L.A.-Africa Panel Really Owes St. John Money, Lawyer Says : Courts: Accountant's report shows that trade task force is in debt to his client for more than $6,000 in salary and other expenses, attorney argues.


Juanita St. John's attorney said Tuesday that a city-funded Los Angeles-Africa trade task force she is charged with bilking actually owes her more than $6,000.

In the fullest public accounting yet by St. John of how she spent task force money, attorney Victor Sherman presented in court an accountant's report concluding that St. John was entitled to the approximately $178,000 she is charged with stealing from the task force.

The report, introduced at a preliminary hearing, indicates that $110,000 of the money was compensation due St. John as part of an annual salary of about $75,000. Another $29,300 was repayment of a loan by St. John's husband to the task force and the remainder was reimbursement for her expenses over several years, including trips to Washington, mileage, credit card payments and office expenses, the report said.

The prosecution produced records Tuesday indicating that the large withdrawals St. John made from task force accounts over the years went to pay personal debts, including loan payments of up to $39,000 on her San Marino home.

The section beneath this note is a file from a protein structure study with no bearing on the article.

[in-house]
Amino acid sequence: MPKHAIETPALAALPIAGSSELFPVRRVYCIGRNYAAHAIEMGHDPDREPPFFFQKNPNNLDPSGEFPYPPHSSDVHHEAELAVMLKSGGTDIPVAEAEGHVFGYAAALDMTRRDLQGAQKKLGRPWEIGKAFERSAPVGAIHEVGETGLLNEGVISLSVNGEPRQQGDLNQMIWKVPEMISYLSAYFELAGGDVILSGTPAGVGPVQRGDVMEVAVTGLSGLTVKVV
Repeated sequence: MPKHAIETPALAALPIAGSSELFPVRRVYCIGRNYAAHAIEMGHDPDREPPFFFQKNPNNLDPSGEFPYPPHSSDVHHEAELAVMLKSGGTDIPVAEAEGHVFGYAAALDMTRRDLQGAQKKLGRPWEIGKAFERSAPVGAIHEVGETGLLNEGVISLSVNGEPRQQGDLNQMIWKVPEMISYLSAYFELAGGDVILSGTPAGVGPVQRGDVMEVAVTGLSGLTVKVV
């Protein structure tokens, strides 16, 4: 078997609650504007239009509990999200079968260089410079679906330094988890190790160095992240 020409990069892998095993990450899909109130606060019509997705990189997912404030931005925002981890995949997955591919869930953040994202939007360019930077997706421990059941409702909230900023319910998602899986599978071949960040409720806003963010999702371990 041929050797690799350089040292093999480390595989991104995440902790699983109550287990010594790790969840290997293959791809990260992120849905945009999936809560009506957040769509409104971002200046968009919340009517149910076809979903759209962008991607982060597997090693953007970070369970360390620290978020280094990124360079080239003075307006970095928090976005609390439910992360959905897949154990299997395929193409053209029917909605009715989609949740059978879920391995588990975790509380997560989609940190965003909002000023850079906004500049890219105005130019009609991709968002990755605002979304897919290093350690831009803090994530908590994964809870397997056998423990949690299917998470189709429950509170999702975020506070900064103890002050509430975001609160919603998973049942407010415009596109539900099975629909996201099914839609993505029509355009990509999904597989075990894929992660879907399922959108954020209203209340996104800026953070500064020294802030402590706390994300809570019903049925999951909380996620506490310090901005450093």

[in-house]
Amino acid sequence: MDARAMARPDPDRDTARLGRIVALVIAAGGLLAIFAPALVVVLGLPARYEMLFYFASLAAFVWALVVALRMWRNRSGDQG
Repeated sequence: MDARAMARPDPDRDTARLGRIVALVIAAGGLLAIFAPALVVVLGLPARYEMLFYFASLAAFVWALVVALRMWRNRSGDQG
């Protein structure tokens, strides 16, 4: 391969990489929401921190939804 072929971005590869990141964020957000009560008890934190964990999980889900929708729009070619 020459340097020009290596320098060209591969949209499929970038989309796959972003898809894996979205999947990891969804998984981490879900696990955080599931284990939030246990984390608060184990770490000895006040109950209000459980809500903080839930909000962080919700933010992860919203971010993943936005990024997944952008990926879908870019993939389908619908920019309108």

St. John, a friend and former business partner of Mayor Tom Bradley, is charged with grand theft and filing false tax returns in connection with her activities on behalf of the Task Force for Africa/Los Angeles Relations. The hearing before Municipal Court Judge David Doi is to determine if she should stand trial on the charges, which carry a possible prison term of seven years.

Sherman said St. John's new accounting report shows the task force owes her $6,474.

The report, which was challenged by the prosecution, included some documentation in support of the expenses, as well as copies of checks for nearly $30,000 that St. John's husband wrote to the task force in 1981 and 1982, when it was struggling for funds. The accountant who prepared the report, Lionel Sanders, said he has additional receipts to back up the report.

Witnesses have testified that St. John probably used some of her own money to subsidize the task force in the early years.

But Deputy Dist. Atty. Stephen Licker said outside the courtroom that there is no evidence St. John was entitled to draw the salary she claims. He also noted it took St. John more than a year after a city subpoena was issued to produce her explanation of where the task force money went.

"If they had this (documentation), you'd think it would have been presented in the first place," he said.

District attorney investigative auditor Hassan Attalla said that, in his opinion, St. John's accounting of the funds lacked supporting evidence. But he acknowledged under questioning by Sherman that he had not sought clarification of St. John's accounting.

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